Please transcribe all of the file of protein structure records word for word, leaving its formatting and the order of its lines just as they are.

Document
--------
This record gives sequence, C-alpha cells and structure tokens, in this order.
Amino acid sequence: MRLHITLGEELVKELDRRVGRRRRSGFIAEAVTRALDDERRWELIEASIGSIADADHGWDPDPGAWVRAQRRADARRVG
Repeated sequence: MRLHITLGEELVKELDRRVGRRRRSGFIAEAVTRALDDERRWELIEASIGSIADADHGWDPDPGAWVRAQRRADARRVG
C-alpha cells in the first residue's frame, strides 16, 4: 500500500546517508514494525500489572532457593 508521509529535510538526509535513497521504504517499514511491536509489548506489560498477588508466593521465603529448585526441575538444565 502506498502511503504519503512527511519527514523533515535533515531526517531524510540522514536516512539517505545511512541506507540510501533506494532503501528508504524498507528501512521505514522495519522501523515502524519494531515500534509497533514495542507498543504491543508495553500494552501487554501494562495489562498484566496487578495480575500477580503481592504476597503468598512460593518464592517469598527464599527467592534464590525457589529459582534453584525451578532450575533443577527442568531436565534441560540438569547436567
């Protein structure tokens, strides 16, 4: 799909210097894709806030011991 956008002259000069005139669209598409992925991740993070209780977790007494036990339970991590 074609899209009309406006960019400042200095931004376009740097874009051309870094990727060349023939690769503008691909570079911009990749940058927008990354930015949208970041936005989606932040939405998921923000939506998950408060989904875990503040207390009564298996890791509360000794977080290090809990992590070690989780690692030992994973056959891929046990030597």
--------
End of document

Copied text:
This record gives sequence, C-alpha cells and structure tokens, in this order.
Amino acid sequence: MRLHITLGEELVKELDRRVGRRRRSGFIAEAVTRALDDERRWELIEASIGSIADADHGWDPDPGAWVRAQRRADARRVG
Repeated sequence: MRLHITLGEELVKELDRRVGRRRRSGFIAEAVTRALDDERRWELIEASIGSIADADHGWDPDPGAWVRAQRRADARRVG
C-alpha cells in the first residue's frame, strides 16, 4: 500500500546517508514494525500489572532457593 508521509529535510538526509535513497521504504517499514511491536509489548506489560498477588508466593521465603529448585526441575538444565 502506498502511503504519503512527511519527514523533515535533515531526517531524510540522514536516512539517505545511512541506507540510501533506494532503501528508504524498507528501512521505514522495519522501523515502524519494531515500534509497533514495542507498543504491543508495553500494552501487554501494562495489562498484566496487578495480575500477580503481592504476597503468598512460593518464592517469598527464599527467592534464590525457589529459582534453584525451578532450575533443577527442568531436565534441560540438569547436567
């Protein structure tokens, strides 16, 4: 799909210097894709806030011991 956008002259000069005139669209598409992925991740993070209780977790007494036990339970991590 074609899209009309406006960019400042200095931004376009740097874009051309870094990727060349023939690769503008691909570079911009990749940058927008990354930015949208970041936005989606932040939405998921923000939506998950408060989904875990503040207390009564298996890791509360000794977080290090809990992590070690989780690692030992994973056959891929046990030597």